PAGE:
The Dangerous Academy

Not even Jo’Anna could give South African academics much hope at the moment. Four South African professors and colleagues have died within a month of each other already this year. One was gunned down in what appears to be a professional hit outside his home, and three passed away with the whisper of prematurity.

The Americans haven’t fared any better. At least 10 colleagues there have died in more or less the same time period. And none of these have been “old age” passings. Colleagues across the world are found dead in their offices, found dead at home, drowned in ponds and swimming pools, struck down by “short illnesses” or mysteriously shot or stabbed. One Prof was killed crossing a freeway at 3am.

These are just the folk I am aware of – there could be plenty more. The sad part is that this isn’t really “newsworthy” (except where it involves “interesting” violence), and no one apart from family and friends really care much, even though recent British research proved that more than half of British academics show signs of psychological distress. Idle talk at any academic conference, national or international, kindles stories about drink, depression and insomnia. So what is going on?

Academic communities in South Africa are relatively small, and one tends to know a fair amount about what happens at different universities in the country. It seems to me there isn’t a single institution in the country who doesn’t have academic staff showing signs of psychological distress, and with the caveats of my own experience and those of colleagues with whom I’ve worked or otherwise interacted with around the world,  I’ve given a bit of thought to our national context.

Shared with our global colleagues, growing stress levels are prompted by heavy workloads, a “long hours” culture and conflicting management demands. The commodification of education and the tendency to run a university as a business have seen most universities cut staff radically, with those left expecting to take on that work – and much more. While staff numbers drop, student numbers increase exponentially. When a crisis hits, a “contract” staff member or a postgraduate student is pulled in to help, aggravating the pressures of job insecurity and staff exploitation.

Lecturers are caught up in bureaucracy and increasing demands for “product” (graduated students, also known as throughput) and “productivity” (the amount of published research books and articles they can generate). Many work 14 hour days, seven days a week. And for many folk, this results in increasing levels of anxiety, stress, depression and what some therapists call perfectionism – meaning when someone is aiming for and constantly expecting really high standards, even when there is a positive outcome, they feel they have fallen short. After all, you’re only as good as your research rating or as good as your ability to bring in funding for research.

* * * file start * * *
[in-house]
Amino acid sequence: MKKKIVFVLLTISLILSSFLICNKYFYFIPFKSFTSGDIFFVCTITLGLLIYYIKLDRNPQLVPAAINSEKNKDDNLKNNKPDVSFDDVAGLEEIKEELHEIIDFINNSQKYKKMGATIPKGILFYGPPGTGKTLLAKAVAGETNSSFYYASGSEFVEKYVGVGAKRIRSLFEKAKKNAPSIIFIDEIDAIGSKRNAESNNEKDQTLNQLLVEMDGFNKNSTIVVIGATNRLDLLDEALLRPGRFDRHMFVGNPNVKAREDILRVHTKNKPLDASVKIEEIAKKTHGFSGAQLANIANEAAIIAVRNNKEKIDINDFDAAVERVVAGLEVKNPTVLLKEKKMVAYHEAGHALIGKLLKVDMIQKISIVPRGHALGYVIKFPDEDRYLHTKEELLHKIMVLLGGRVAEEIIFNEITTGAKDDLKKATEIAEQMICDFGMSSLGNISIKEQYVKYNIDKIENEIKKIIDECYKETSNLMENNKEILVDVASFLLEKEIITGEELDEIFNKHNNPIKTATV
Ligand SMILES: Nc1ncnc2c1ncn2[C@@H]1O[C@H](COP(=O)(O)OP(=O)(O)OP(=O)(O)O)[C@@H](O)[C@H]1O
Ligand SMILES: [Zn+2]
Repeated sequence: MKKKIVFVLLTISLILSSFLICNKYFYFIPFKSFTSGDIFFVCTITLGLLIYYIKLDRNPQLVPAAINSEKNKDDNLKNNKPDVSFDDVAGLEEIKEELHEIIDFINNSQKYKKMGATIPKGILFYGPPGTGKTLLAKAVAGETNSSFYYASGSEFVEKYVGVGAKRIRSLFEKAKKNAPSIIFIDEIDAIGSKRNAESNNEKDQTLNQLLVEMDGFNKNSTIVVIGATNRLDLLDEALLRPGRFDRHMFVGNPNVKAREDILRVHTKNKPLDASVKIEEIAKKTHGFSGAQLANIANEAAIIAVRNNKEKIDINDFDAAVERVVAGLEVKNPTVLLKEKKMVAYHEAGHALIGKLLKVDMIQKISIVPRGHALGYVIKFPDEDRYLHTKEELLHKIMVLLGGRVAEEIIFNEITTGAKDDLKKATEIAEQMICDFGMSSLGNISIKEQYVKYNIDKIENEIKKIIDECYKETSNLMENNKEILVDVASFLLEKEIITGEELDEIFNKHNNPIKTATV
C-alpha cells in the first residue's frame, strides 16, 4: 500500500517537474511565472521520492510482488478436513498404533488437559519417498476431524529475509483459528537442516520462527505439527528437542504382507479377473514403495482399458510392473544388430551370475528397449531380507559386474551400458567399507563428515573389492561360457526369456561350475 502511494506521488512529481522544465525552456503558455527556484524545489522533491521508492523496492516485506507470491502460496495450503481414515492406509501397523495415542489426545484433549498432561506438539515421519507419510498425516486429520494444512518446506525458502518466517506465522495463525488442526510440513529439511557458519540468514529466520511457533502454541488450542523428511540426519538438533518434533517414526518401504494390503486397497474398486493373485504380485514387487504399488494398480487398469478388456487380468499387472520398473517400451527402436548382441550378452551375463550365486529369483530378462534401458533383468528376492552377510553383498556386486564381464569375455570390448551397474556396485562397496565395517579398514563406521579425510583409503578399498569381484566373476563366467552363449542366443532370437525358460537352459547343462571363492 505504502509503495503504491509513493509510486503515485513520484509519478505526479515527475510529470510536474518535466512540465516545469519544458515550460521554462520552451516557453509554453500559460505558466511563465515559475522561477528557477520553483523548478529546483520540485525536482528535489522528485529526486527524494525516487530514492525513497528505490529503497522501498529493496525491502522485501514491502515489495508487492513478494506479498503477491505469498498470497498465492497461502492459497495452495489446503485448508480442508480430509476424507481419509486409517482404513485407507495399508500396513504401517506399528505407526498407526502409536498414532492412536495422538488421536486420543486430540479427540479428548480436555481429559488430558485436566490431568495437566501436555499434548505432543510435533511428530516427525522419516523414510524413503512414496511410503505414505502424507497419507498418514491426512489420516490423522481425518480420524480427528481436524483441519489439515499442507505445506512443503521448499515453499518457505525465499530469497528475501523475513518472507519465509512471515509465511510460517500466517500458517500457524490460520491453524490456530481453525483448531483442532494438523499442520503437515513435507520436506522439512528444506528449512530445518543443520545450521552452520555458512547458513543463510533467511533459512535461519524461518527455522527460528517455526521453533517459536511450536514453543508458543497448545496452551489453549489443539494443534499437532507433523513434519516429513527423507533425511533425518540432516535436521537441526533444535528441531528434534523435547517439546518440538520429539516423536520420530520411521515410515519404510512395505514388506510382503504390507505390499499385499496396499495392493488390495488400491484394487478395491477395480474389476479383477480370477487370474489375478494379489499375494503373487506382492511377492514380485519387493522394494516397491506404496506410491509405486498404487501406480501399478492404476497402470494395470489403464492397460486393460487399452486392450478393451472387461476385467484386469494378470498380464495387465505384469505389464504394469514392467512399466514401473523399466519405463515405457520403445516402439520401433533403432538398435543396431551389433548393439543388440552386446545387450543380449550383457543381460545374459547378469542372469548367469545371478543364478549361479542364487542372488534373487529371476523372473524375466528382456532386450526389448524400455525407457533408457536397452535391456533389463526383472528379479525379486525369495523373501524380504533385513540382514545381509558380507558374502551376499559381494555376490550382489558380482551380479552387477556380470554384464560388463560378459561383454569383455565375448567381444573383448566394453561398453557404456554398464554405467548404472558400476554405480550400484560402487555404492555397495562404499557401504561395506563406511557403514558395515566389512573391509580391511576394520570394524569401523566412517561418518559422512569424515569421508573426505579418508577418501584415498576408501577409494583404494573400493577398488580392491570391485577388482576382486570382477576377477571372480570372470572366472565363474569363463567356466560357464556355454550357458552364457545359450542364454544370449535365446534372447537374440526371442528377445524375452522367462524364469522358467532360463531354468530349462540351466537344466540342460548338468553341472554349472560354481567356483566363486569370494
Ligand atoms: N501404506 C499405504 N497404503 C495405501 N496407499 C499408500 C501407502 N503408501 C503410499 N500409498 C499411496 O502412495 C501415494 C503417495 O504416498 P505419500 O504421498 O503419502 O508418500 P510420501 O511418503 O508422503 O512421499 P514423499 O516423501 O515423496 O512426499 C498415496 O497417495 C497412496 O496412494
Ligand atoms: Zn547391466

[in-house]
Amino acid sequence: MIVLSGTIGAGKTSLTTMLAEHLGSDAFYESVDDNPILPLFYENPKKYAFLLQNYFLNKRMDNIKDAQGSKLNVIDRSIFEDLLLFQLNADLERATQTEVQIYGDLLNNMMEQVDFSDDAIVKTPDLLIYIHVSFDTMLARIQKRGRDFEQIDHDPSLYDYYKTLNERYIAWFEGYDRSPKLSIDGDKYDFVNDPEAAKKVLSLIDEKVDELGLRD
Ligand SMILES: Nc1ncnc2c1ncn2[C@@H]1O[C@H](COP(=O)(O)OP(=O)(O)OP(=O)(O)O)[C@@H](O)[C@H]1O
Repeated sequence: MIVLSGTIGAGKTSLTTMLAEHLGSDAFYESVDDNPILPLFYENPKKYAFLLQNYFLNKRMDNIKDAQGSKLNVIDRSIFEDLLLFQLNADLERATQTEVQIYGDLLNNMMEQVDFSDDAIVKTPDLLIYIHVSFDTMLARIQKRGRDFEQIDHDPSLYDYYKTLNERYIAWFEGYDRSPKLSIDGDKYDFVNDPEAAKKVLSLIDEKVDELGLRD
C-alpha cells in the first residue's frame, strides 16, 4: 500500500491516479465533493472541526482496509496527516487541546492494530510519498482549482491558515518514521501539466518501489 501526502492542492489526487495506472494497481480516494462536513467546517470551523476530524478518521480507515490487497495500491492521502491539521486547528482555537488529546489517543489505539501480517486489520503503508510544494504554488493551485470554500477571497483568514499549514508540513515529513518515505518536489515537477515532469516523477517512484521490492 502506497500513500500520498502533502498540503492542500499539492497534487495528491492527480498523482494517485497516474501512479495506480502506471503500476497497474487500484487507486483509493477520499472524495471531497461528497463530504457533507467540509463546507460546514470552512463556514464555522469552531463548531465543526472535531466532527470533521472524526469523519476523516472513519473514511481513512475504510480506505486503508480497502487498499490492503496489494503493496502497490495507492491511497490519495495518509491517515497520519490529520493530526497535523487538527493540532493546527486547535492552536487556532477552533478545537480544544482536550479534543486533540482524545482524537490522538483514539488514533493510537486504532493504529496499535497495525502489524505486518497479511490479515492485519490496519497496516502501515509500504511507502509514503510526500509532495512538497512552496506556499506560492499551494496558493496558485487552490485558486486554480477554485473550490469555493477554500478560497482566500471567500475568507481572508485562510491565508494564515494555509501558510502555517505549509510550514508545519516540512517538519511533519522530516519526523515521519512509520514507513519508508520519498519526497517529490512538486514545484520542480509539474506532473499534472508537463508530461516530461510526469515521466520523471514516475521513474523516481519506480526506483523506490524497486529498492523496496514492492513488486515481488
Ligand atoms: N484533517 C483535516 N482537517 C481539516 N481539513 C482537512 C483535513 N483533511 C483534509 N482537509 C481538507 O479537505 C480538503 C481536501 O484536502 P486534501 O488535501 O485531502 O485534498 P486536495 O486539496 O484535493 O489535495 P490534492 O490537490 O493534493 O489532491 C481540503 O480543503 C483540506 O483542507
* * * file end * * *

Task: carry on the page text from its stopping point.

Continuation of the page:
In a nutshell, instead of one’s internal aspirations helping them do well, it actually hinders them.

Dr Alan Swann of Imperial College London, chair of the higher education occupational physicians committee, also blames “demands for increased product and productivity” for rising levels of mental health problems among academics. He emphasises that most academics are stressed rather than mentally unwell: “They are thinking about their work and the consequences of not being as good as they should be; they’re having difficulty switching off and feeling guilty if they’re not working seven days a week.”

And a study published in 2013 by the University and College Union (UCU) echoes these arguments. This study used health and safety executive measures, assessed against a large sample of over 20,000 university employees, to reveal that academics experience higher stress than those in the wider population.

Prof Gail Kinman who led the research highlights poor work-life balance as a key factor, with academics putting in increasing hours as they attempt to respond to high levels of internal and external scrutiny, a fast pace of change and the notion of students as customers – leading to demands such as 24-hour limit for responses to student queries.

So globally, here in South Africa we fit right in, but with the added pressures of pretty regular and often violent student protest action, and also organisational political manoeuvring, not to mention battling with ill-equipped undergraduates and various other contextual teaching pressures. It’s not fun having to try and rescue equipment, for example, with bullets raining down on the roof and petrol bombs flying through the windows.

Every single academic colleague in SA with whom I am friends, battles anxiety, isolation and/or a really poor life-work balance, and are not receiving the institutional support they need.

Add to this that the sixth most natural underlying cause of death in South Africa is “hypertensive diseases” accounting for 4.4% of deaths in the period from 2014 to 2016 (with Tuberculosis topping the list at 6.5% and Diabetes close behind at 5.5%), and you start to wonder how much damage stress is doing to our academic population: high blood pressure, strokes and heart attacks are not uncommon.

I guess even Jo’Anna wouldn’t want to fund research into whether or not being a university lecturer is proving to be an increasingly dangerous occupation. She really wouldn’t want to hear the answer.

This article first appeared as part in The Witness newspaper as part of The Travelling Supervisor column series, in June 2018.


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